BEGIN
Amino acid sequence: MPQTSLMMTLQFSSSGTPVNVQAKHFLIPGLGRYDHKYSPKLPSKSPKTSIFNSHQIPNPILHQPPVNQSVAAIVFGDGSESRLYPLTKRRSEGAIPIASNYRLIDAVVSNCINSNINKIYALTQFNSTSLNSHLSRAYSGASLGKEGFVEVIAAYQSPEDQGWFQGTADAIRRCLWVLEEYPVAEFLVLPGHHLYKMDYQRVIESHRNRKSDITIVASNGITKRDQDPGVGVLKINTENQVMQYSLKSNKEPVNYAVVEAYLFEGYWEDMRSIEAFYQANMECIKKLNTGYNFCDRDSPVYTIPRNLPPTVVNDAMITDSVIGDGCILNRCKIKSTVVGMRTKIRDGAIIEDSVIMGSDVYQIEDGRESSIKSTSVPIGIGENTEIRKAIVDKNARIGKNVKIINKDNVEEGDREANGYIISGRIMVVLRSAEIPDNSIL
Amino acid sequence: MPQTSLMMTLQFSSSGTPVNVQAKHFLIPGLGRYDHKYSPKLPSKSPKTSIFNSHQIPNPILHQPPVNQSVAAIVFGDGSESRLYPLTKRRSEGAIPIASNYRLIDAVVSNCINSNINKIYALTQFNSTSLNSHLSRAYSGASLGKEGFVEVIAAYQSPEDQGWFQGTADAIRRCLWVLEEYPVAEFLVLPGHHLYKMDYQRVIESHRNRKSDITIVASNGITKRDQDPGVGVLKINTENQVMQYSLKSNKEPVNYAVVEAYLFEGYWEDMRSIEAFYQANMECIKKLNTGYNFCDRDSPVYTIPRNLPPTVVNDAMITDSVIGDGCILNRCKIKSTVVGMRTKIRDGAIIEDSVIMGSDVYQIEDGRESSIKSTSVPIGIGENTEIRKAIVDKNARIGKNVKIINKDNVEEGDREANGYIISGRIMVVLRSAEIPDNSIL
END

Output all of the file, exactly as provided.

Amino acid sequence: MPQTSLMMTLQFSSSGTPVNVQAKHFLIPGLGRYDHKYSPKLPSKSPKTSIFNSHQIPNPILHQPPVNQSVAAIVFGDGSESRLYPLTKRRSEGAIPIASNYRLIDAVVSNCINSNINKIYALTQFNSTSLNSHLSRAYSGASLGKEGFVEVIAAYQSPEDQGWFQGTADAIRRCLWVLEEYPVAEFLVLPGHHLYKMDYQRVIESHRNRKSDITIVASNGITKRDQDPGVGVLKINTENQVMQYSLKSNKEPVNYAVVEAYLFEGYWEDMRSIEAFYQANMECIKKLNTGYNFCDRDSPVYTIPRNLPPTVVNDAMITDSVIGDGCILNRCKIKSTVVGMRTKIRDGAIIEDSVIMGSDVYQIEDGRESSIKSTSVPIGIGENTEIRKAIVDKNARIGKNVKIINKDNVEEGDREANGYIISGRIMVVLRSAEIPDNSIL
Amino acid sequence: MPQTSLMMTLQFSSSGTPVNVQAKHFLIPGLGRYDHKYSPKLPSKSPKTSIFNSHQIPNPILHQPPVNQSVAAIVFGDGSESRLYPLTKRRSEGAIPIASNYRLIDAVVSNCINSNINKIYALTQFNSTSLNSHLSRAYSGASLGKEGFVEVIAAYQSPEDQGWFQGTADAIRRCLWVLEEYPVAEFLVLPGHHLYKMDYQRVIESHRNRKSDITIVASNGITKRDQDPGVGVLKINTENQVMQYSLKSNKEPVNYAVVEAYLFEGYWEDMRSIEAFYQANMECIKKLNTGYNFCDRDSPVYTIPRNLPPTVVNDAMITDSVIGDGCILNRCKIKSTVVGMRTKIRDGAIIEDSVIMGSDVYQIEDGRESSIKSTSVPIGIGENTEIRKAIVDKNARIGKNVKIINKDNVEEGDREANGYIISGRIMVVLRSAEIPDNSIL